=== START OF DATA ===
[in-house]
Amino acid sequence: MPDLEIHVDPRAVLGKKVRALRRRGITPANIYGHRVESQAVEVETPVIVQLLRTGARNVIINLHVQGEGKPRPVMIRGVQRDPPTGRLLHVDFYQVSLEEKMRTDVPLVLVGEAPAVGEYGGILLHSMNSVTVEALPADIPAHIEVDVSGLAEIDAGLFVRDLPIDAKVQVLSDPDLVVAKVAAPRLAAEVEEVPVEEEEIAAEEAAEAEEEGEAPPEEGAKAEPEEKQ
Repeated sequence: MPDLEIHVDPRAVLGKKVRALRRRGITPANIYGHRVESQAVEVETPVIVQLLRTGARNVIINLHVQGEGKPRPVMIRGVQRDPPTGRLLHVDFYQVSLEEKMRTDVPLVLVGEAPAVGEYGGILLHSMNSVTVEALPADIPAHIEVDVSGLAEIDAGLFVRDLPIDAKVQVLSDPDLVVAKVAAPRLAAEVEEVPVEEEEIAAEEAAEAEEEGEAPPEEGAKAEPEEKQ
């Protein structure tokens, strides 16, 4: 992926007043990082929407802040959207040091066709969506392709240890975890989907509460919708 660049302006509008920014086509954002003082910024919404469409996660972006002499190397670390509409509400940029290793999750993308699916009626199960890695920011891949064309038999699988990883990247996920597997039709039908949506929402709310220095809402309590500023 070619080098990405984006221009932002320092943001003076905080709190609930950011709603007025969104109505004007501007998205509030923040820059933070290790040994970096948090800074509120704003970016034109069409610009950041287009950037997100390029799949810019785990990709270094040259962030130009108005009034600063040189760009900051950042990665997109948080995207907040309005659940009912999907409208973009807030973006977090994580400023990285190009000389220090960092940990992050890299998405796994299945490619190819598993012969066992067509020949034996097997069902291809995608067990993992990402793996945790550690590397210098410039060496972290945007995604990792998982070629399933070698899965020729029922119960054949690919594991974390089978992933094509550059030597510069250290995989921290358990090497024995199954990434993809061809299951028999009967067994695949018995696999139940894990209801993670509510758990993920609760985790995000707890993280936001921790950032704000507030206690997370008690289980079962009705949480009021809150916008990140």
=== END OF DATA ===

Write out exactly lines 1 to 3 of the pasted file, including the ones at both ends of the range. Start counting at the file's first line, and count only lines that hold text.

[in-house]
Amino acid sequence: MPDLEIHVDPRAVLGKKVRALRRRGITPANIYGHRVESQAVEVETPVIVQLLRTGARNVIINLHVQGEGKPRPVMIRGVQRDPPTGRLLHVDFYQVSLEEKMRTDVPLVLVGEAPAVGEYGGILLHSMNSVTVEALPADIPAHIEVDVSGLAEIDAGLFVRDLPIDAKVQVLSDPDLVVAKVAAPRLAAEVEEVPVEEEEIAAEEAAEAEEEGEAPPEEGAKAEPEEKQ
Repeated sequence: MPDLEIHVDPRAVLGKKVRALRRRGITPANIYGHRVESQAVEVETPVIVQLLRTGARNVIINLHVQGEGKPRPVMIRGVQRDPPTGRLLHVDFYQVSLEEKMRTDVPLVLVGEAPAVGEYGGILLHSMNSVTVEALPADIPAHIEVDVSGLAEIDAGLFVRDLPIDAKVQVLSDPDLVVAKVAAPRLAAEVEEVPVEEEEIAAEEAAEAEEEGEAPPEEGAKAEPEEKQ